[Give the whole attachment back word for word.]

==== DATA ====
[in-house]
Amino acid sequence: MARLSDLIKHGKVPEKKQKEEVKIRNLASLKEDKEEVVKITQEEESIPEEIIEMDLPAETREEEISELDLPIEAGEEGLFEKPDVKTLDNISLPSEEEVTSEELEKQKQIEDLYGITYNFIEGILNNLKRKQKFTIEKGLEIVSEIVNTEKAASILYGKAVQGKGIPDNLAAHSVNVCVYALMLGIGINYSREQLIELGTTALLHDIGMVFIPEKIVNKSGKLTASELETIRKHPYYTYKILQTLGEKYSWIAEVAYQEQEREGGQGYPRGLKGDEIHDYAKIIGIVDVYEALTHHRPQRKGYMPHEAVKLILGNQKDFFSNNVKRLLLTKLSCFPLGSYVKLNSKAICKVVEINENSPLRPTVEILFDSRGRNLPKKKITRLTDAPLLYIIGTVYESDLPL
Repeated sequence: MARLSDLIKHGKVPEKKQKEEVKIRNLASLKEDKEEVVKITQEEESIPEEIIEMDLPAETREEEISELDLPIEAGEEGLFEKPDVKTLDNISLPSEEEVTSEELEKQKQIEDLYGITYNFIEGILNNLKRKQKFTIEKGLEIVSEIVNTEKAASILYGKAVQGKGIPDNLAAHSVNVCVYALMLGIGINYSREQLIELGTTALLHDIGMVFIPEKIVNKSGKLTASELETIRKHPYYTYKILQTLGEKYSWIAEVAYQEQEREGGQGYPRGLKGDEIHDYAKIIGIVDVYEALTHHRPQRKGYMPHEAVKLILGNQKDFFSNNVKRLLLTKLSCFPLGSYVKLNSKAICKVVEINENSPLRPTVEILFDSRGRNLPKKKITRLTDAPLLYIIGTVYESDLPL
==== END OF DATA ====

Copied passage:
[in-house]
Amino acid sequence: MARLSDLIKHGKVPEKKQKEEVKIRNLASLKEDKEEVVKITQEEESIPEEIIEMDLPAETREEEISELDLPIEAGEEGLFEKPDVKTLDNISLPSEEEVTSEELEKQKQIEDLYGITYNFIEGILNNLKRKQKFTIEKGLEIVSEIVNTEKAASILYGKAVQGKGIPDNLAAHSVNVCVYALMLGIGINYSREQLIELGTTALLHDIGMVFIPEKIVNKSGKLTASELETIRKHPYYTYKILQTLGEKYSWIAEVAYQEQEREGGQGYPRGLKGDEIHDYAKIIGIVDVYEALTHHRPQRKGYMPHEAVKLILGNQKDFFSNNVKRLLLTKLSCFPLGSYVKLNSKAICKVVEINENSPLRPTVEILFDSRGRNLPKKKITRLTDAPLLYIIGTVYESDLPL
Repeated sequence: MARLSDLIKHGKVPEKKQKEEVKIRNLASLKEDKEEVVKITQEEESIPEEIIEMDLPAETREEEISELDLPIEAGEEGLFEKPDVKTLDNISLPSEEEVTSEELEKQKQIEDLYGITYNFIEGILNNLKRKQKFTIEKGLEIVSEIVNTEKAASILYGKAVQGKGIPDNLAAHSVNVCVYALMLGIGINYSREQLIELGTTALLHDIGMVFIPEKIVNKSGKLTASELETIRKHPYYTYKILQTLGEKYSWIAEVAYQEQEREGGQGYPRGLKGDEIHDYAKIIGIVDVYEALTHHRPQRKGYMPHEAVKLILGNQKDFFSNNVKRLLLTKLSCFPLGSYVKLNSKAICKVVEINENSPLRPTVEILFDSRGRNLPKKKITRLTDAPLLYIIGTVYESDLPL